Hindu spiritual traditions give detailed descriptions of the process that augments empathy to a point where there is no affective obstacle to an identification with another’s experience. A complete empathic knowledge of another person, they claim, involves the activation of a normally dormant “higher” faculty or consciousness. In Yogic practice, for instance, reason, imagination, memory, thought, sensations have first to become sufficiently quiet for the higher faculty of Buddhi to become active and to know itself as separate and different from the lower qualities.31 Buddhi is the Yogic analog of psychoanalyst and mystic Wilfred Bion’s “sense organ” of psychical qualities that responds to the broadcast of a “sender” and dwells in the domain of the inner world. Psychoanalysts, Bion maintained, need to screen out the noise of sensible life so as to become more receptive to other messages from the psychical world.32 This receptivity leads to the expansion of preconscious communication channels and a greater capacity for retrieval from the depths of the psyche.33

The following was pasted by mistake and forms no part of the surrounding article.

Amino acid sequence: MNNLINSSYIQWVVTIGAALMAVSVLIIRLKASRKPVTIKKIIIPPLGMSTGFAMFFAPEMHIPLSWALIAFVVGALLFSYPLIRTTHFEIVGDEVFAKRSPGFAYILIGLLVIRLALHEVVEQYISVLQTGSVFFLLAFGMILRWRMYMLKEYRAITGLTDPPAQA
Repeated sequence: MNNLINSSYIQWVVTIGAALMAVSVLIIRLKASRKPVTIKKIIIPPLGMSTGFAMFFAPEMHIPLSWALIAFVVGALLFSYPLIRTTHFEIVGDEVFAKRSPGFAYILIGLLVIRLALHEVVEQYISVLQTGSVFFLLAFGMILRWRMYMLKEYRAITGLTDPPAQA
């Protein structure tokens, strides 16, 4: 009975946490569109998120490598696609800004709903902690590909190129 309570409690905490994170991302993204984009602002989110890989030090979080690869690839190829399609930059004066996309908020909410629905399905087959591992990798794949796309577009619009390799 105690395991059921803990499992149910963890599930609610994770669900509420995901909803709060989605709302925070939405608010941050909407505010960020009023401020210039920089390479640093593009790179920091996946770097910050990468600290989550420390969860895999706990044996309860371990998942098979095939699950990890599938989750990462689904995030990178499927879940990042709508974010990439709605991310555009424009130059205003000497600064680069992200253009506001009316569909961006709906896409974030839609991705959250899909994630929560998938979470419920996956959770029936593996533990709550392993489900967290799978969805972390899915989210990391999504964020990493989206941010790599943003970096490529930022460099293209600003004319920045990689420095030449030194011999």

From a spiritual viewpoint, the chief obstacle to an analyst’s empathy is his phenomenal, sensual self. Fueled by the senses, the sensual self prevents the emergence of Buddhi. The meditative practices of the Eastern spiritual traditions are directed precisely toward the reduction of noise and glare produced by the sensual self. Thus, although empathy is common to both spiritual healing and psychoanalytic cure, the concept itself veers toward its spiritual pole in the former case and toward its rational, intellectual pole in the latter. If we concede the spiritual teacher’s claim, supported by personal testimonies of spiritual adepts over the centuries, that the activation of Buddhi is accompanied by an extraordinary increase in his empathic capacity, then it follows that some kind of spiritual training, such as the Buddhist Compassionate Meditation, may significantly enhance an analyst’s potential for empathic identification. Such a training not only contributes to a greater ease with the setting aside of ego functions, making one less defensive against the anxiety of “drowning,” but can also expand the analyst’s potential for deep empathy.